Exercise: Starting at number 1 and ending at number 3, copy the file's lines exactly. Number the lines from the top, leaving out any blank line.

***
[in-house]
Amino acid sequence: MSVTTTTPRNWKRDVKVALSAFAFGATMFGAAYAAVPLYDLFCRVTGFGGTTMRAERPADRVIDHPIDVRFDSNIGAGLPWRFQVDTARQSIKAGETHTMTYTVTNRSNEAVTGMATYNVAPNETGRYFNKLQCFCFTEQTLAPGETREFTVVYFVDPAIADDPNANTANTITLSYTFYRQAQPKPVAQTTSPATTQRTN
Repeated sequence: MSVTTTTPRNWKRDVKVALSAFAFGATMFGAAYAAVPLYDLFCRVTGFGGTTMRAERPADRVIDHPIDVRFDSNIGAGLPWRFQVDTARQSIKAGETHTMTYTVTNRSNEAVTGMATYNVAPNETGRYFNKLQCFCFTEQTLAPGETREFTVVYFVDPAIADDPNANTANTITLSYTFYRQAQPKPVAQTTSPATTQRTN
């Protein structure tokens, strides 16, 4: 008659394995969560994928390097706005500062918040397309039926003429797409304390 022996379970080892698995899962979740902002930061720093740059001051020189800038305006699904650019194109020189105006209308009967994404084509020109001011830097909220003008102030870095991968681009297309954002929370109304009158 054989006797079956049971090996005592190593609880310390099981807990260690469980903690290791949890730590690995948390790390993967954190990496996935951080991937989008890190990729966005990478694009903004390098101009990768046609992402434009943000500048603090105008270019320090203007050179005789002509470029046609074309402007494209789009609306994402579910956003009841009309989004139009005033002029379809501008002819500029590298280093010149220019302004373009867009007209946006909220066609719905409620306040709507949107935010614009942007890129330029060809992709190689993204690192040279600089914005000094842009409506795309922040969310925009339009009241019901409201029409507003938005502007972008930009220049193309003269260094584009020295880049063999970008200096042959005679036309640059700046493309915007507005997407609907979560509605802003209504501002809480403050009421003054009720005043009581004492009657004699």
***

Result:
[in-house]
Amino acid sequence: MSVTTTTPRNWKRDVKVALSAFAFGATMFGAAYAAVPLYDLFCRVTGFGGTTMRAERPADRVIDHPIDVRFDSNIGAGLPWRFQVDTARQSIKAGETHTMTYTVTNRSNEAVTGMATYNVAPNETGRYFNKLQCFCFTEQTLAPGETREFTVVYFVDPAIADDPNANTANTITLSYTFYRQAQPKPVAQTTSPATTQRTN
Repeated sequence: MSVTTTTPRNWKRDVKVALSAFAFGATMFGAAYAAVPLYDLFCRVTGFGGTTMRAERPADRVIDHPIDVRFDSNIGAGLPWRFQVDTARQSIKAGETHTMTYTVTNRSNEAVTGMATYNVAPNETGRYFNKLQCFCFTEQTLAPGETREFTVVYFVDPAIADDPNANTANTITLSYTFYRQAQPKPVAQTTSPATTQRTN